Tuesday, March 22, 2011

Bon Jovi: It's Their Life

David Bryan, Jon Bon Jovi, Richie Sambora and Tico Torres of Bon Jovi.

Often, when some of rock's biggest bands go on tour, instead of conducting individual phone interviews from the road — known in the business as "phoners" — band members instead will hold one teleconference call with music journalists from all over the country. While the teleconferences are certainly not as intimate or in-depth as the individual one-on-ones, there is usually quite a lot of interesting information disseminated that never makes it into print.

In honor of tonight's Bon Jovi show at EnergySolutions Arena in Salt Lake City, I thought I would share some quotes from a teleconference in late January with music writers and Bon Jovi members Richie Sambora (guitars) and Tico Torres (drums).

On talk that lead singer and band namesame Jon Bon Jovi might do another solo album during a lengthy band break planned at the conclusion of the current tour:

"It gives us a break," said Sambora. "Everybody gets to be an individual, if that's what's going on. He's the leader of the band, and you've got to respect that, and, you know, like I said, I had extensive conversations with him over the last couple of weeks, and who knows what the hell he's going to do. But it's OK with all of us. You know, we're all going to stick together. I mean, we're like a gang."

On whether band members have much interaction with fans when they're not on stage, including whether or not they do meet-and-greets or prefer to remain more isolated:

"We've never, never neglected that," said Torres. "And then we still stay friends with the fans that we have all over the world. And it's been, you know what, 50 countries or something."

"We have friends all over the world, individually and collectively," said Sambora. "So, it's important to pay attention to that, and we always have because we come from that generation of people that makes that important. You know what? Not only is it as important as friendship, but it's important as businessmen, too, and that's what this band, you know, besides our music and besides everything we've done and our philanthropy and everything we've done."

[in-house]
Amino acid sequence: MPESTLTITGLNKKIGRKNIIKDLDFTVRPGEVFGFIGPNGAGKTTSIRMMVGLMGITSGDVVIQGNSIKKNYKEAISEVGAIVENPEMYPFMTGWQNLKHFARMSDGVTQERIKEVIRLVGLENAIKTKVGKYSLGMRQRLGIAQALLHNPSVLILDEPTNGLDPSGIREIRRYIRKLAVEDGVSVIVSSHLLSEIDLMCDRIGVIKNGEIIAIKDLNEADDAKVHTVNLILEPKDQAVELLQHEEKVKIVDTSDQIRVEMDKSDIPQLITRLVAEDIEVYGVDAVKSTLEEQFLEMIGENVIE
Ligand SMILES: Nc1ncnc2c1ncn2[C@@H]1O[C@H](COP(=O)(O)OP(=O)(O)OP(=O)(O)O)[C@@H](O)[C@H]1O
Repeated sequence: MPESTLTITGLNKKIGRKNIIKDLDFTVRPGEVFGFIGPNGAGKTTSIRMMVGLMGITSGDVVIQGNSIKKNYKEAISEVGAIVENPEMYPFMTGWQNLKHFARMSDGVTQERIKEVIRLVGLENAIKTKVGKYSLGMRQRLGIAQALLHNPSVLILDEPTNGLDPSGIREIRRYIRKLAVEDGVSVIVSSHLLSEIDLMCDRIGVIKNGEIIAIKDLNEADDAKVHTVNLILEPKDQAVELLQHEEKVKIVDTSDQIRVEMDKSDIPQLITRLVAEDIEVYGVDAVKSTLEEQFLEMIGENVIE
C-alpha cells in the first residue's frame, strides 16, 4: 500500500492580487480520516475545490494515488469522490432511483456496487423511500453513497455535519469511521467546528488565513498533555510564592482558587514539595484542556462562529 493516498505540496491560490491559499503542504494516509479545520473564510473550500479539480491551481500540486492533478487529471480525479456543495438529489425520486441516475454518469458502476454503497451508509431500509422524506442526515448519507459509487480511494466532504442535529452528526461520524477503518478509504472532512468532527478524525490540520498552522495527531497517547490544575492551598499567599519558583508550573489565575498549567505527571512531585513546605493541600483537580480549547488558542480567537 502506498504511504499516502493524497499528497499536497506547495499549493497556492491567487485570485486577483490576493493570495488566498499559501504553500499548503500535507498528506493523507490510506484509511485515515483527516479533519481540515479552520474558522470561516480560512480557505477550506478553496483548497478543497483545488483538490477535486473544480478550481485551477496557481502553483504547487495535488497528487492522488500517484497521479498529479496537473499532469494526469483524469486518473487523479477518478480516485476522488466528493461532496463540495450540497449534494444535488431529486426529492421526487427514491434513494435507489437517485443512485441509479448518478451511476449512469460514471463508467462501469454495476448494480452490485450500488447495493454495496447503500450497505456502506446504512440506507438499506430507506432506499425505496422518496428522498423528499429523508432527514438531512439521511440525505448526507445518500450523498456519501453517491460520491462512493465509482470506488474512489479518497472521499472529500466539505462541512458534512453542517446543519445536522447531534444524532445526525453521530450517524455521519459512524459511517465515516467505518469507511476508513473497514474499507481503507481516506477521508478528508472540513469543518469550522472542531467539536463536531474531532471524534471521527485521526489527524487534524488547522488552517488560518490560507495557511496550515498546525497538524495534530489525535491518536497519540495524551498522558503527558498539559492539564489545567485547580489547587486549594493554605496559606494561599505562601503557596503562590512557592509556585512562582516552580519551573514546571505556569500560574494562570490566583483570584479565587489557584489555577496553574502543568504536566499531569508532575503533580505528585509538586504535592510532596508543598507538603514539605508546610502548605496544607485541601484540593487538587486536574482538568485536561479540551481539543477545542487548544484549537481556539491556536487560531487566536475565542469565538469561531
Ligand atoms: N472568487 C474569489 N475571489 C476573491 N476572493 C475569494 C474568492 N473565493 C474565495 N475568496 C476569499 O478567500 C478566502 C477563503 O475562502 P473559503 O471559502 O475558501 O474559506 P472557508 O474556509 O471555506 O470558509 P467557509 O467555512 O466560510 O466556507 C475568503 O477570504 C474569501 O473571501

Regarding how band members keep their energy levels up through all the major shows they've done:

"Love of music, love of each other, you know, respect and opportunity that ... we're one of the few bands in the world that have that opportunity," said Sambora. "And we're, you know, I don't really like to brag, but we're a bunch of good guys, you know, and we love each other. We're brothers. And we go out there and we look at each other, and it's ... I don't want to play with nobody else, you know?"

On the difference between smaller and larger shows:

"You know, the smaller gigs are just as much fun," said Torres. "Obviously the revenue is different."

"And, you know, for me, I enjoy the big ones," said Sambora. "I love it. I think it's fantastic. I love the energy and the fact that Bon Jovi makes a stadium intimate, and we can do that and we have been doing it for years. And we've learned how to do that and that's, you know, just a part of what this band is at this point."

On how they make big stadium and arena shows seem intimate:

"The personal antics that we do as musicians, you know, Richie, David [and] Jon know how to make a big crowd intimate," said Torres. "And we have a half-circle that goes out into the audience where we do acoustic stuff together. Again, it makes it more intimate, you know, but it takes a lot for a frontman to make a big place seem like your living room, and we make everybody sing."

"It's extraordinary, the guy's extraordinary," said Sambora of Jon Bon Jovi. "And, you know, it's like when I walk on stage with him, I'm going, 'What's next?' And all of us do the same thing. And we don't rehearse that much, so it's very, very spontaneous, and that makes it fun for us and keeps us fresh. And, you know, after 14, 15 albums, we have a lot of material to choose from."

On what advice would he give to younger artists trying to stay in the business and stay relevant:

"Well, you know, I had the pleasure of meeting Justin [Bieber], and I introduced my daughter to him, and, hopefully, she won't be going out with him any time soon! Although I thought he was a great guy, I really did. I think he's a nice boy. And, you know, now the business has changed, and you've just got to write great songs that get to people. I mean, that's the advice. ... I mean, you know, and you've got to work with people. You've got to get in the band with people that have your same passion. I mean, if you don't have a passion for something, you know, then there's a problem there. So to continue the passion, continue to be better because every time that this band gets on stage we try to get better. Every time I sit down with Jon, we try to write a great song, you know, and try to move it, try to do something and evolve."

On the various peaks in the band's career:

"I think all through our career ... from the first show we did in a big place at Madison Square Garden with ZZ Top, supporting them, I mean, when you're a band, you think you've made it right there," said Torres. "You know, when you hear your song on the radio for the first time, you think you've made it. Everything has always been, it's a journey, I mean, and if you're in the present, and you travel that journey and you enjoy it, you work harder for the next enlightening moment. I don't think any of us would ever, in our wildest dreams be, you know, even smart enough to think that we would be this far in our careers and [have] been so successful as a group. So, to me, it's just gifts, you know, every time we go by [various towns], so I can't really answer that any better than you have to take it as it comes, and be happy when it does."

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